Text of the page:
theganglyone29 karma2019-02-10 08:57:12 UTC
I was a Peace Corps Volunteer there in the 90s. No language barrier unless you go to a Fijian village, in which case you will be with the local resident who invited you.
If you are interested and you get invited to a village (inevitable if you are outgoing with the locals), it's definitely a good idea to read up a little on the culture and customs before you go.
You do a lot of sitting indian style and drinking grog and when you get up, you have to keep saying "chulo, chulo, chulo" and bow down as you walk. Kind of like "excuse me"...
You can also go to an Indian town, in which case the culture is totally different and more Western.
I found the people very welcoming and friendly.
It's a developing country so you have to be prepared for that if you venture out of the cities. But even if you stay on the main track, you can have a great time.
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theganglyone15 karma2019-10-11 18:47:12 UTC
Do you know any police personally? As HongKongers themselves, this must be hard for them right?
theganglyone12 karma2019-02-10 09:27:24 UTC
You will NEVER regret doing what you are doing :)
theganglyone12 karma2019-02-10 10:37:54 UTC
I was a high school Physics/Math(s) teacher at two sites. The first one didn't work out because I brought my girlfriend (another PCV) to visit me. We closed the curtains of my place and really offended the whole place. This was a major taboo because it was VERY conservative and we were not married.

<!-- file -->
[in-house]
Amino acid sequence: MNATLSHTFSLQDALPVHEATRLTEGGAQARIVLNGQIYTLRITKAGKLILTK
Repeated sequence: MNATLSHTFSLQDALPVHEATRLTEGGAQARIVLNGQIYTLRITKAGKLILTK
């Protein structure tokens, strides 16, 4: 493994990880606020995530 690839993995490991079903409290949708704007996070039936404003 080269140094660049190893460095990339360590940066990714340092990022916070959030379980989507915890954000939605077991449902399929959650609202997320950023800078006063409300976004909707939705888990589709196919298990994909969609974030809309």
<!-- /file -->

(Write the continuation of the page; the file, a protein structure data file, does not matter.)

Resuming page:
When I look back on it, I feel like I was a horrible "ambassador" but I really just didn't understand what I was dealing with. That site was a Fijian school in the jungle somewhere interior on eastern Viti Levu and I have not been able to find it on the map. It was quite rural and there was no hot water and it was freaking freezing taking a shower :)
My second site was QVS boarding school on Viti Levu which was easier to live but the kids and parents really expected a lot of the teachers. QVS is also known as "Vuli ni Turaga" - School for the chiefs.
Things were logistically harder when I was in Fiji - we had no email/internet, no phones, occasional electricity. But these were the easy challenges... The hard part for me was making the most of the culture and language experience without offending too many people.
I'd love to hear about your site and how it's going for you.
It's great remembering those days. I really hope you enjoy :)
theganglyone12 karma2020-12-22 15:26:56 UTC
How has the business affected your personal dating life?
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